Furthermore, the skies above are adorned with numerous bird species, including majestic bald eagles and graceful great blue herons, highlighting the river’s significance as a habitat for a wide range of creatures.

12. A Slovenian swimmer named Martin Strel swam the entire length of the Mississippi River in 68 days.

Martin Strel swam the Mississippi River in 68 days.

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Slovenian swimmer Martin Strel achieved a remarkable feat by swimming the entire length of the Mississippi River in 68 days from July 4 to September 9, 2002. His historic endeavor, named Eye to Eye, began in northern Minnesota and concluded at the Gulf of Mexico in Louisiana, earning him a Guinness World Record certificate.

In a later tribute, former Navy SEAL Chris Ring replicated this feat from June 6 to December 4, 2015, swimming for 181 days in honor of fallen American servicemen and servicewomen.

13. The name Mississippi means Father of Waters.

The term “Mississippi” finds its roots in the Anishinaabe (Ojibwe or Algonquin) name “Misi-ziibi,” meaning Great River. The river served as a crucial border for the United States in the 18th century, defined by the Treaty of Paris and later influenced by the Louisiana Purchase.

This geographical significance is reflected in landmarks like the Gateway Arch in St. Louis, symbolizing the opening of the West.

The river continues to shape regional distinctions, evident in classifications such as the highest peak east of the Mississippi and influences on broadcast call signs.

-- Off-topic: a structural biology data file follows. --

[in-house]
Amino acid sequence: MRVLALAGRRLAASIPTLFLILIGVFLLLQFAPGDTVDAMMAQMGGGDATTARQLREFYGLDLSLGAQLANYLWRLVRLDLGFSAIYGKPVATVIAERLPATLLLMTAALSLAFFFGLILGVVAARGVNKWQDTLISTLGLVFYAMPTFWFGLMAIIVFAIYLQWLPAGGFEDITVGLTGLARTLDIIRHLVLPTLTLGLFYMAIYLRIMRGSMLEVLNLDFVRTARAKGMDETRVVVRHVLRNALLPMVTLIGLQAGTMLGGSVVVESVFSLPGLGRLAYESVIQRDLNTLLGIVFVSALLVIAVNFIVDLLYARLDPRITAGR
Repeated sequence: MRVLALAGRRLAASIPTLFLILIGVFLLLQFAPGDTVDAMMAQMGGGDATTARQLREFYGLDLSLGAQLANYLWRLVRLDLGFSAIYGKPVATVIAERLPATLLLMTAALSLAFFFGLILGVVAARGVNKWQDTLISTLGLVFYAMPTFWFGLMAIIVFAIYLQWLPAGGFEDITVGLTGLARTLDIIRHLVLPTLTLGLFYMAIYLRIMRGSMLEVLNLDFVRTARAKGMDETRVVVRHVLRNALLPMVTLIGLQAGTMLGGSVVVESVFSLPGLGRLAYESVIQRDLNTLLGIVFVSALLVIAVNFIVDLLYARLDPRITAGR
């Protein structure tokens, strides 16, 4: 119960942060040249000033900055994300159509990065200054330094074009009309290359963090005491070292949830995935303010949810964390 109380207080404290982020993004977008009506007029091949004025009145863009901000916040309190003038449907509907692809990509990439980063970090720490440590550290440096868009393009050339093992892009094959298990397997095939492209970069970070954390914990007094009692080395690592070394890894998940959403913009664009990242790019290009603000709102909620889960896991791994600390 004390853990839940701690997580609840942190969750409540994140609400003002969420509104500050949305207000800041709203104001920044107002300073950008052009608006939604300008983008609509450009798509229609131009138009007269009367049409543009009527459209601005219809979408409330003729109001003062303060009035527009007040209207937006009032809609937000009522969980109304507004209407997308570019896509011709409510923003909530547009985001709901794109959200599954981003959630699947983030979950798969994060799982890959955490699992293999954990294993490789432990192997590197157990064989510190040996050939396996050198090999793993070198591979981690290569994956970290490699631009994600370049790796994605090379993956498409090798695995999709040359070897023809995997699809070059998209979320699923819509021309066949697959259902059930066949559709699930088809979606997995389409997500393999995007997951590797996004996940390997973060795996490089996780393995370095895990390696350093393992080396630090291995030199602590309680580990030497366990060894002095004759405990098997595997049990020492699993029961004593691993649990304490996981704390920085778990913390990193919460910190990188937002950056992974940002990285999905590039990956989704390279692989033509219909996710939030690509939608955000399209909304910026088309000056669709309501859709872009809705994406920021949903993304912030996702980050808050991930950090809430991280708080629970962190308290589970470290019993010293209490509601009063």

14. It ranks as the 4th longest river in the world and the second-longest in the U.S.

Flowing through the heart of the United States, the Mississippi River holds the distinction of being the second-longest river in the country.

Globally, it ranks as the fourth-longest, with only the Nile surpassing it in length. In the U.S., it yields precedence only to the mighty Missouri River, while internationally, the Amazon River and the Nile claim the top spots in length.

15. The Great Flood of 1927 was a historic flooding event that led to significant social and political changes in the U.S.

In 1927, the United States witnessed the Great Flood, a catastrophic event that overwhelmed the Mississippi River’s banks, causing widespread destruction. This disaster not only submerged homes and farmland under water, displacing hundreds of thousands of people, but also sparked a shift in the political landscape.

The flood’s aftermath saw many African Americans, who were disproportionately affected, move from the Republican Party (historically the party of Lincoln and abolition) to the Democratic Party, driven by promises of better support and recovery aid.

16. The river is divided into four levels or sections, with different characteristics in each.

river in the middle of forest during daytime
The river has four distinct sections.

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The Mississippi River unfolds in four distinct sections, each with unique traits. It begins as a narrow stream in Minnesota, evolving into a wide channel supporting commerce and merging with major tributaries like the Missouri and Ohio rivers, enhancing its ecological diversity.

Finally, it spreads into a rich delta in the Gulf of Mexico, nurturing diverse habitats. This segmentation illustrates the river’s multifaceted role across its journey.

17. Its widest point, Lake Winnibigoshish, stretches over 11 miles across.

At its broadest stretch, the Mississippi River embraces Lake Winnibigoshish, a vast expanse of water that spans more than 11 miles in width. This remarkable width is found in northern Minnesota, where the river’s journey weaves through landscapes of dense forests and rich biodiversity.